November 18th, 2007 14:25 EST
President Putin. Prime Minister Putin.
Democracy is the worst governing system, as far as politicians are concerned. Not only do they have to spend millions of dollars to be elected, pandering to every whim of their electorate; but also, tight restrictions make it impossible to endlessly continue their careers. Soon, Russia may set a precedent. Although President Vladimir Putin has pledged he will not violate the constitution by seeking the third term, he is far from retiring. After all, remaining in power is exactly what his people want. And what is democracy if not serving the majority's will?
It is no surprise that Mr. Putin finds it hard to step down. In an almost two-decade-long history of the Russian Federation, the nation has never been in better shape. During his two terms as president, he has managed to pull Russia out of the general malaise that spread countrywide after the collapse of the Soviet Union. He is the first Russian leader who has not only proved to know how to play national emotions, but also turned out to be a successful manager, able to secure a stable development in his vast empire.
The new country was born in pains. While foreign experts praised Moscow for exercising liberal reforms, the economic situation, for the majority of Russians, was either stagnate or became worse. State-owned factories that had employed millions during the Cold War were now being closed, one after another, because no one needed outdated cars, stoves and television sets. With the unfettered market economy, Russian stores were quickly filled with high-tech products imported directly from the West. The problem was that very few people could afford these gadgets that most Russians knew only from bootleg American movies. As foreign investors were striking the deals of their lives, it wasn't rare in the provinces to receive payment in bottles of vodka or buckets of coal. A huge, unbridgeable gap between the extremely rich and the desperately poor divided the society.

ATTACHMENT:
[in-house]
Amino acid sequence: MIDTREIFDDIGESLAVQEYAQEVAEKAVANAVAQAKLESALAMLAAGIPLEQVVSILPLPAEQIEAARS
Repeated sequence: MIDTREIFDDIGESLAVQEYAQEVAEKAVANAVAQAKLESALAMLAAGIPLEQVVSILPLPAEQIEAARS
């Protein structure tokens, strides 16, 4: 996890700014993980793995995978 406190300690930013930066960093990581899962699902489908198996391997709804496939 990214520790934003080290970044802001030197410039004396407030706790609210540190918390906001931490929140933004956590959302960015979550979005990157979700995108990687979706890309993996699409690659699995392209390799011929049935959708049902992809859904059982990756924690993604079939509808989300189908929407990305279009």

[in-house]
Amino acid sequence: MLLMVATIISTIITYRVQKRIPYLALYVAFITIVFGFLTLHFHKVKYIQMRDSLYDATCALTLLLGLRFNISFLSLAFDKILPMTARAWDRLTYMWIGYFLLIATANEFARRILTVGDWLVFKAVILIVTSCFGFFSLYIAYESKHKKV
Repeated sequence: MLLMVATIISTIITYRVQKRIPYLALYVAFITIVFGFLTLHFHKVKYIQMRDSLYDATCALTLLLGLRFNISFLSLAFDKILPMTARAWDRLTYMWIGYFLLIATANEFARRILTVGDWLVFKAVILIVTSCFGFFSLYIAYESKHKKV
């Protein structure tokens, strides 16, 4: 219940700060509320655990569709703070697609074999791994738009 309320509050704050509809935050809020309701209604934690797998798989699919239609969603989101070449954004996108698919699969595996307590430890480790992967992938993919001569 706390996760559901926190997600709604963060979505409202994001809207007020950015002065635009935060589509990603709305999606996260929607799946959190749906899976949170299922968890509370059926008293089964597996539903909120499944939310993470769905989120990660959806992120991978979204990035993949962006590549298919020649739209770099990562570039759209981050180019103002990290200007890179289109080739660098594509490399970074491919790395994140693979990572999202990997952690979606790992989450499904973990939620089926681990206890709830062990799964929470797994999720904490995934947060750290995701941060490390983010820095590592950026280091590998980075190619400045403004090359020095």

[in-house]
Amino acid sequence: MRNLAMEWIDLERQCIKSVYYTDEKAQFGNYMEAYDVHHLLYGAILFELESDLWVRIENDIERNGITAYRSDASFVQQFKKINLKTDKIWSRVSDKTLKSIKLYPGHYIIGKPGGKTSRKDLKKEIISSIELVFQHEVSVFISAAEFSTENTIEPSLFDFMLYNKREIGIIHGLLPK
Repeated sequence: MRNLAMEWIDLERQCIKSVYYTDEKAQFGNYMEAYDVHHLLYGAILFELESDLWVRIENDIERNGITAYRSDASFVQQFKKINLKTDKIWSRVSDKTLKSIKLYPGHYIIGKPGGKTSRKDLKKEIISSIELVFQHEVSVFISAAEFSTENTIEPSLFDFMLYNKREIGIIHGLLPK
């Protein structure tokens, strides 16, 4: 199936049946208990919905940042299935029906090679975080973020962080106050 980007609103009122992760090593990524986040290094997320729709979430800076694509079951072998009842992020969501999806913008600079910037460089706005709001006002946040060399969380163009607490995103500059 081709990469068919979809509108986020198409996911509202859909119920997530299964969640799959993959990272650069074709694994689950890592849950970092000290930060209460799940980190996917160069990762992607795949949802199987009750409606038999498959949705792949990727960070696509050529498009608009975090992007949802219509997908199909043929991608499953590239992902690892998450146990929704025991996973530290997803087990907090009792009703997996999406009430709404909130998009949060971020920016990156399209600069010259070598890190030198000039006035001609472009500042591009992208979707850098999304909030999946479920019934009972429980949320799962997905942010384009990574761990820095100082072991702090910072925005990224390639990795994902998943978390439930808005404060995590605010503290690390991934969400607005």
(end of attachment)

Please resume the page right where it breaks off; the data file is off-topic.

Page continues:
In the 1990s, the greatest fortunes were made not in the United States or Great Britain, but Russia, where one only needed to know who to bribe in order to win a lucrative contract. In a matter of several months, multi-billion dollar empires of Mikhail Khodorkovsky, Roman Abramovich and Oleg Deripaska were born. The oldest of the three, Khodorkovsky, was only 35 when he earned his first billion dollars due to good connections in the Russian government. Soon the power veered from the presidential palace to oligarchs like Khodorkovsky. In a secret agreement between President Yeltsin– suffering from severe heart problems and alcoholism– and the businessmen, the two parties pledged to respect each other's interests as long as each side stuck to their turf.